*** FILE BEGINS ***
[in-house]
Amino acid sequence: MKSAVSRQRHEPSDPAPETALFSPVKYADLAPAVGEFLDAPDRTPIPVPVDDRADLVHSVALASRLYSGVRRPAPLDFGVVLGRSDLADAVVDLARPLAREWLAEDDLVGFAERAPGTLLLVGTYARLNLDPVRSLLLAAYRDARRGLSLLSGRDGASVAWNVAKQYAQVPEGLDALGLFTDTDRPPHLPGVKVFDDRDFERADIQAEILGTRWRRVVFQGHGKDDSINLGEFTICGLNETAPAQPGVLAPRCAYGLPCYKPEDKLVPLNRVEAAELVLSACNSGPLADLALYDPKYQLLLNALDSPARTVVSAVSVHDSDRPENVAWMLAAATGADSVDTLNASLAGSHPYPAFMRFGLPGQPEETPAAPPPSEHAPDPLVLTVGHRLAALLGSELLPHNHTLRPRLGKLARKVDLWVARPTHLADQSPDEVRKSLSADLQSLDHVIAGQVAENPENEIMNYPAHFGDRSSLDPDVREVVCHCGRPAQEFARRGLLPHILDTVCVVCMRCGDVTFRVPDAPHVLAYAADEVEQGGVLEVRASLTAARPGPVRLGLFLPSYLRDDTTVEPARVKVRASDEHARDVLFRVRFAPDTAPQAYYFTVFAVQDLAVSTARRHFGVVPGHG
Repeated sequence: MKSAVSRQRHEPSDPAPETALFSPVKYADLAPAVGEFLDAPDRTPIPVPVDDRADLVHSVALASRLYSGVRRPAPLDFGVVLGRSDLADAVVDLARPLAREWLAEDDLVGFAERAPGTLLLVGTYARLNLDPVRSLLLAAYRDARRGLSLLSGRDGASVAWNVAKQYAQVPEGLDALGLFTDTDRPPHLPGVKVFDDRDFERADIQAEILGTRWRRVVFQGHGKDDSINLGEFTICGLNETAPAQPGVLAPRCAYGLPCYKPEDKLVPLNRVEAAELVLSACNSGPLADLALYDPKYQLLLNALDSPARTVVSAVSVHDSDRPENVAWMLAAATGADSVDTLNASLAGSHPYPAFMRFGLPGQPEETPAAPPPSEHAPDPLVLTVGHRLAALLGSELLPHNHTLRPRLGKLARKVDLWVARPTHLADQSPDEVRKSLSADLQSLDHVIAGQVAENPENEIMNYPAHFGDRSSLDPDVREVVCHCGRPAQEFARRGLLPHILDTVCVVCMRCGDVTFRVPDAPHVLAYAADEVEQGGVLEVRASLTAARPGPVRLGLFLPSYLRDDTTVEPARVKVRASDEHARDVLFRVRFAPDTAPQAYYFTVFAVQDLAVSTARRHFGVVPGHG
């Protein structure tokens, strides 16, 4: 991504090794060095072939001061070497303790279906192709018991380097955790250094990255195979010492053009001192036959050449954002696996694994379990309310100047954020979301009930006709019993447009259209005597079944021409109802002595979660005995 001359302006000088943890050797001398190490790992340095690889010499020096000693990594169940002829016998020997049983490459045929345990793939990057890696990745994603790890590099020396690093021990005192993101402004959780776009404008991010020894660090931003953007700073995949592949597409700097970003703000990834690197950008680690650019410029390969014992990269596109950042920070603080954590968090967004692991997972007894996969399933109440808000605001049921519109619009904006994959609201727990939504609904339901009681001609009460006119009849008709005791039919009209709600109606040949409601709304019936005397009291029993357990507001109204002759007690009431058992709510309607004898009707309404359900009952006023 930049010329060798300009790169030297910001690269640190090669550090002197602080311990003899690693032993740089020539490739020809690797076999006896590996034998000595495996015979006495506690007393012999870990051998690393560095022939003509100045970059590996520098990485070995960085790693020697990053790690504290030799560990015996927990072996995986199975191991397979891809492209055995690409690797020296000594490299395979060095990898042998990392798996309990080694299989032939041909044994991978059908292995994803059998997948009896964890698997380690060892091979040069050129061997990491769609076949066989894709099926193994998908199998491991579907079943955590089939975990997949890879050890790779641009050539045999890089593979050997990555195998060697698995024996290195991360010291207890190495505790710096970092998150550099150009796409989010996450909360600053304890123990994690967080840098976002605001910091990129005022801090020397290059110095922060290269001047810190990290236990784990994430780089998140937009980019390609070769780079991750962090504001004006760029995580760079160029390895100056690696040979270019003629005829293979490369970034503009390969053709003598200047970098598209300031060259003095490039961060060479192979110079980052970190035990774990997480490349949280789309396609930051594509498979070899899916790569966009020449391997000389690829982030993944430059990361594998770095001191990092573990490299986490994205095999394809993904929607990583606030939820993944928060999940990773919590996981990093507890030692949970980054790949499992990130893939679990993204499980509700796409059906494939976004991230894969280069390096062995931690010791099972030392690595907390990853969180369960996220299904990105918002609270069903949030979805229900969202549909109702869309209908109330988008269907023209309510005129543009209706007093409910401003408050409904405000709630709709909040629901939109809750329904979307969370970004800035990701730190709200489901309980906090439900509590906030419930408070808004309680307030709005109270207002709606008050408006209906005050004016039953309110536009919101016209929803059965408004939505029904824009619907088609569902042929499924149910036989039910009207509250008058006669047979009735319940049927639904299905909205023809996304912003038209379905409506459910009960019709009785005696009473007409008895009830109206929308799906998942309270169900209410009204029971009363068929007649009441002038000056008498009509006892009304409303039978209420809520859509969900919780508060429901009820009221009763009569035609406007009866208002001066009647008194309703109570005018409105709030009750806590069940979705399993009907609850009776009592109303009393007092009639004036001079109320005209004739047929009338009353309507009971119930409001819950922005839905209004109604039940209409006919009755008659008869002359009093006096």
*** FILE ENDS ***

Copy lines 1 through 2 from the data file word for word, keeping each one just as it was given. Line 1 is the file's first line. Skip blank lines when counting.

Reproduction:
[in-house]
Amino acid sequence: MKSAVSRQRHEPSDPAPETALFSPVKYADLAPAVGEFLDAPDRTPIPVPVDDRADLVHSVALASRLYSGVRRPAPLDFGVVLGRSDLADAVVDLARPLAREWLAEDDLVGFAERAPGTLLLVGTYARLNLDPVRSLLLAAYRDARRGLSLLSGRDGASVAWNVAKQYAQVPEGLDALGLFTDTDRPPHLPGVKVFDDRDFERADIQAEILGTRWRRVVFQGHGKDDSINLGEFTICGLNETAPAQPGVLAPRCAYGLPCYKPEDKLVPLNRVEAAELVLSACNSGPLADLALYDPKYQLLLNALDSPARTVVSAVSVHDSDRPENVAWMLAAATGADSVDTLNASLAGSHPYPAFMRFGLPGQPEETPAAPPPSEHAPDPLVLTVGHRLAALLGSELLPHNHTLRPRLGKLARKVDLWVARPTHLADQSPDEVRKSLSADLQSLDHVIAGQVAENPENEIMNYPAHFGDRSSLDPDVREVVCHCGRPAQEFARRGLLPHILDTVCVVCMRCGDVTFRVPDAPHVLAYAADEVEQGGVLEVRASLTAARPGPVRLGLFLPSYLRDDTTVEPARVKVRASDEHARDVLFRVRFAPDTAPQAYYFTVFAVQDLAVSTARRHFGVVPGHG